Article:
The Abbott-Turnbull-Morrison government has so far resisted Labor’s call to establish a national integrity commission. But following the election of Kerryn Phelps in Wentworth, there is now a realistic prospect of the government changing its position. So, before concluding, I would like to make a few brief comments about the prospects of a national integrity commission being established prior to the next election.
To date, the government’s response to Labor’s proposal for a national integrity commission could fairly be described as incoherent. (The same adjective could be applied to many important policy areas about which the Morrison Government is internally divided: from energy, to climate change, to immigration, to the right of religious schools to expel students for their sexuality and gender identity, to where our embassy should be located in Israel.) On the one hand, the Attorney-General has said that he remains “open-minded” about reforms to the existing federal integrity framework, including – perhaps, maybe, possibly – the establishment of a national integrity commission. On the other hand, he has said that there is no “persuasive evidence indicating an insufficiency in the current multi-faceted approach to combating corruption”.
It was therefore surprising to learn last week that Mr Porter and the former Prime Minister, Malcolm Turnbull, had been working on their own proposal for a national integrity commission prior to the removal of Mr Turnbull as leader.
It is not known whether Mr Morrison supports such a proposal. In fact, it is still unclear whether the Attorney-General supports it. Time will tell.
But let me be very clear on this point: Labor wants there to be bipartisanship on this matter. A national integrity commission should be above politics and agreed by all parties. This is why Labor has made repeated requests for cooperation on this issue since January, and it is why Bill Shorten and I reached out again to Scott Morrison yesterday. Apart from anything else, we think that a bipartisan process would help ensure the complex consultation and design work can be completed swiftly.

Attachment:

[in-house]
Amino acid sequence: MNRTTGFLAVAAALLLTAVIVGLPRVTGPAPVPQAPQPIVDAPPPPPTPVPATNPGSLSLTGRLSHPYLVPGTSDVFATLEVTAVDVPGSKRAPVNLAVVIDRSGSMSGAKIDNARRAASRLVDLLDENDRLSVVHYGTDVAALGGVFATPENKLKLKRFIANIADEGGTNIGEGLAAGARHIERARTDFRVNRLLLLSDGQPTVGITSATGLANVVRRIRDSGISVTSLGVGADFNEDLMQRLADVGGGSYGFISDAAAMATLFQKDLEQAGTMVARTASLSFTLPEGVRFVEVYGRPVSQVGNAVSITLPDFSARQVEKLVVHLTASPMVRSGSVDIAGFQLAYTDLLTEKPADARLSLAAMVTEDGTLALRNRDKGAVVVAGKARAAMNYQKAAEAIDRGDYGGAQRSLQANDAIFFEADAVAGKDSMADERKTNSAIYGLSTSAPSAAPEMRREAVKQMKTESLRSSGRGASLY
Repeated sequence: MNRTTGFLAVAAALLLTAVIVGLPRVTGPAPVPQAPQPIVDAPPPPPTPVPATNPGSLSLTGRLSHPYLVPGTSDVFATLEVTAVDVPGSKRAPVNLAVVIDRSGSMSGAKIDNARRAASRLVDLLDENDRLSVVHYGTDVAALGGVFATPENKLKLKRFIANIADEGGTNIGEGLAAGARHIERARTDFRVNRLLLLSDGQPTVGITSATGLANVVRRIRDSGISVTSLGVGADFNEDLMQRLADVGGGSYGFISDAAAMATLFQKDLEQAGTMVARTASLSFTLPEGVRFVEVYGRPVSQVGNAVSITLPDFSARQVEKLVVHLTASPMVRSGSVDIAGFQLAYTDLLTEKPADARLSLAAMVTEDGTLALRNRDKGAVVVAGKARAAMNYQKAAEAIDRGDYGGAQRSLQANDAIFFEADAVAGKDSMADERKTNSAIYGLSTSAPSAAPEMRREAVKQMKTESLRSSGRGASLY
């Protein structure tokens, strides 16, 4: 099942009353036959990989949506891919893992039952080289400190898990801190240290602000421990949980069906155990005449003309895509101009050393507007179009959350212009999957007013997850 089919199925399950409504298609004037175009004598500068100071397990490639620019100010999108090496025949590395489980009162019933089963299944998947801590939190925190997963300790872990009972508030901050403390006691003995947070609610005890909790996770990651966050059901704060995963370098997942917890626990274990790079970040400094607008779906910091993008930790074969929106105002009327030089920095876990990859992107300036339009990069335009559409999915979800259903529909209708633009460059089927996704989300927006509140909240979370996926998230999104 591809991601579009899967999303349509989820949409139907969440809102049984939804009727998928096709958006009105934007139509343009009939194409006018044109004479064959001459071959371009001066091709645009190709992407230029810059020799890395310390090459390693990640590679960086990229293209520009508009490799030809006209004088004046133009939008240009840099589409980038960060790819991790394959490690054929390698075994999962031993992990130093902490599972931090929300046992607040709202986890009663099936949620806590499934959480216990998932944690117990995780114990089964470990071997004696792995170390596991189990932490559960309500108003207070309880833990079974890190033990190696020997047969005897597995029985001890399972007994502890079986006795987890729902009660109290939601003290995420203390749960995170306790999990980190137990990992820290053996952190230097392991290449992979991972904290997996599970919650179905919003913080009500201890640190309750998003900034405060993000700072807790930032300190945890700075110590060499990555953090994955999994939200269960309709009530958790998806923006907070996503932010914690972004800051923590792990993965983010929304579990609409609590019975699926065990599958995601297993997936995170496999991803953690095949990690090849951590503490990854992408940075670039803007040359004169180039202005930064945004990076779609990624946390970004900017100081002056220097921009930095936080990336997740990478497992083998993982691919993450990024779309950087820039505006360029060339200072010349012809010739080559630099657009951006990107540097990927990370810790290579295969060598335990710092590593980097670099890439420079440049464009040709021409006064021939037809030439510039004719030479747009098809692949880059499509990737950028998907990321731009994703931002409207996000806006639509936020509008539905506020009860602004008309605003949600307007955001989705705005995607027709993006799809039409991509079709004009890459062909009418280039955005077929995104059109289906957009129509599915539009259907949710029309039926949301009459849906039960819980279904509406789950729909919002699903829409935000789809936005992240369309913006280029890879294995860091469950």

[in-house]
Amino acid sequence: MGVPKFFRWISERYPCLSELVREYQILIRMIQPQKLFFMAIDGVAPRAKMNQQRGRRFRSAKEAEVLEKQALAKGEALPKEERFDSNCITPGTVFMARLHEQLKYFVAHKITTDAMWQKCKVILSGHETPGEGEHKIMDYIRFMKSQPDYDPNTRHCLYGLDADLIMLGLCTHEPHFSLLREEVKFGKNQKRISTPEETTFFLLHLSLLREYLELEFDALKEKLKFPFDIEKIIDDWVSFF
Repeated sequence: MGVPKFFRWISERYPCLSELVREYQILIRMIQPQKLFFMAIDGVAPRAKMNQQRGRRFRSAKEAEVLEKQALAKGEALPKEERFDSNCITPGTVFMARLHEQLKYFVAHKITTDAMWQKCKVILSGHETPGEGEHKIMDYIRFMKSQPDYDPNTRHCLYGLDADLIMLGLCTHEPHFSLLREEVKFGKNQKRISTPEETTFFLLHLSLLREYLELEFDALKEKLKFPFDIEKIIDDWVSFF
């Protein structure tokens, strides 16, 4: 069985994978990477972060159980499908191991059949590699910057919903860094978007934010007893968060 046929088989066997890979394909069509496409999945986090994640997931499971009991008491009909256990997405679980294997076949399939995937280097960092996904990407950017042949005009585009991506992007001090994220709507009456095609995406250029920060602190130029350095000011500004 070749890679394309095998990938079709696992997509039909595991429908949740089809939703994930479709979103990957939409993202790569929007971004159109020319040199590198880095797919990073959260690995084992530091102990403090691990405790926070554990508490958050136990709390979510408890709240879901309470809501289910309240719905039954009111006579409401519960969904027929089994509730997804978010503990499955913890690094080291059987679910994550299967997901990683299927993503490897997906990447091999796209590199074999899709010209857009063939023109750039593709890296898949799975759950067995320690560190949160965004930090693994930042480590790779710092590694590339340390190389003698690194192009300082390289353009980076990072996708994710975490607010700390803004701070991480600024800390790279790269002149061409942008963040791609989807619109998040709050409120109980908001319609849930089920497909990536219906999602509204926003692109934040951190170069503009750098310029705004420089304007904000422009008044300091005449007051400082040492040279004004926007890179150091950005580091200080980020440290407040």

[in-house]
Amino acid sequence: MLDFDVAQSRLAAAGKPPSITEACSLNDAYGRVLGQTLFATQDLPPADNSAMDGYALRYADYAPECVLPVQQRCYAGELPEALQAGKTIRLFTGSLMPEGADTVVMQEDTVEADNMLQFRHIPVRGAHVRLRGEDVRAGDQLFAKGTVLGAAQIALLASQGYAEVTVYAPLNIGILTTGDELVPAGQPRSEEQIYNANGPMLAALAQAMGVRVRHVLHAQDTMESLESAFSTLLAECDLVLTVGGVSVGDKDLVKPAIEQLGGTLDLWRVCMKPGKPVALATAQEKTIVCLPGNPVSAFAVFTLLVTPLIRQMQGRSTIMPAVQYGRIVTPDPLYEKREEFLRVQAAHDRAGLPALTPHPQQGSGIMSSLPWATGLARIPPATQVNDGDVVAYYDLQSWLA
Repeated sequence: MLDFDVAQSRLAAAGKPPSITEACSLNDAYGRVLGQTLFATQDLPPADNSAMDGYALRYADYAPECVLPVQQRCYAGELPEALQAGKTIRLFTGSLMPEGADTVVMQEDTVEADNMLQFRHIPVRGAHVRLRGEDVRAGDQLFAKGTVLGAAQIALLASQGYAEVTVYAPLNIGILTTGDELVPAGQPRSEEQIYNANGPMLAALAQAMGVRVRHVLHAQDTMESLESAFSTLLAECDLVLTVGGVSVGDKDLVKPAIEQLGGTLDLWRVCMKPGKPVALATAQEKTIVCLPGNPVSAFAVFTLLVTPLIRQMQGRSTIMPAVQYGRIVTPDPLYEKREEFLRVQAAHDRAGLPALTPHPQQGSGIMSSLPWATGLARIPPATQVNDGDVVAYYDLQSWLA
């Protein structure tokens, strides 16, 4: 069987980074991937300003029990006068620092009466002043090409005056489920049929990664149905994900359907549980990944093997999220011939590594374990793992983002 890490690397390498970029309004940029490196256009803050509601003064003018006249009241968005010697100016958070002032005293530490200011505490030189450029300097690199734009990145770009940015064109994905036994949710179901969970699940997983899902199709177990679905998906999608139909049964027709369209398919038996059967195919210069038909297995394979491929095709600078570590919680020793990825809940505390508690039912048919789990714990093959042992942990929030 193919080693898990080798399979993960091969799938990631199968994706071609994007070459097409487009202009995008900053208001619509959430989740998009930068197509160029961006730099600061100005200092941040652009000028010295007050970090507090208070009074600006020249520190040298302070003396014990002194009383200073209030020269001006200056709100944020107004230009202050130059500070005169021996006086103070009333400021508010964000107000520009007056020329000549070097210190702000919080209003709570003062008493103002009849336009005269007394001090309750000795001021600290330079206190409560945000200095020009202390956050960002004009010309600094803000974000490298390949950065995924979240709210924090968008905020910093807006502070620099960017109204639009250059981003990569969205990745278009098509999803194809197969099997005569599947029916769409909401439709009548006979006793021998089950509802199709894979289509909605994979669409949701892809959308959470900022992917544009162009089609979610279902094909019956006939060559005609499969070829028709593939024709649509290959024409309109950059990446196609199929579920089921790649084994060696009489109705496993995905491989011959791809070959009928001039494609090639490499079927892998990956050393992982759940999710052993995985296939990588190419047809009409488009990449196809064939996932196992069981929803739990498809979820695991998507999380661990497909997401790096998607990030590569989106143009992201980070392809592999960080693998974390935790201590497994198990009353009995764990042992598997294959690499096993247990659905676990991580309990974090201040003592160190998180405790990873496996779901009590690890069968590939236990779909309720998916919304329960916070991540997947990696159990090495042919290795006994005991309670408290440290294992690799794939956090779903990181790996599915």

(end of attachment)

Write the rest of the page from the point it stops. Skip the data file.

So, from our perspective, a change of tune by the government on this issue would be a welcome development. But only if such a change is genuine and the government signals its commitment to establishing a national integrity commission that is fit for purpose. An integrity commission that is little more than a toothless tiger will not command public confidence and it will not be supported by Labor (or, I suspect, by the crossbench). And it will not be able to do its important job.
I have now been in the federal parliament for over a decade, and I have seen a great deal of behaviour from politicians that falls well short of community standards and expectations. A number of surveys over recent years have shown public dissatisfaction with politics and politicians are at disturbingly high levels.
To some extent, that public dissatisfaction is entirely understandable. It is particularly egregious when the public sees not only that some kind of scandal has occurred, but worse, that there are no real consequences for those who are involved. And it certainly doesn’t help that the current government has been plagued by scandal at the most senior levels.
I do not mean to suggest that misconduct is confined to any one party – of course it isn’t.
This is why we welcome the support of the cross-bench on the establishment of a national integrity commission, and why we hold out hope that the government will end its internal divisions for long enough to engage constructively with us on this important new initiative to restore trust in federal politics.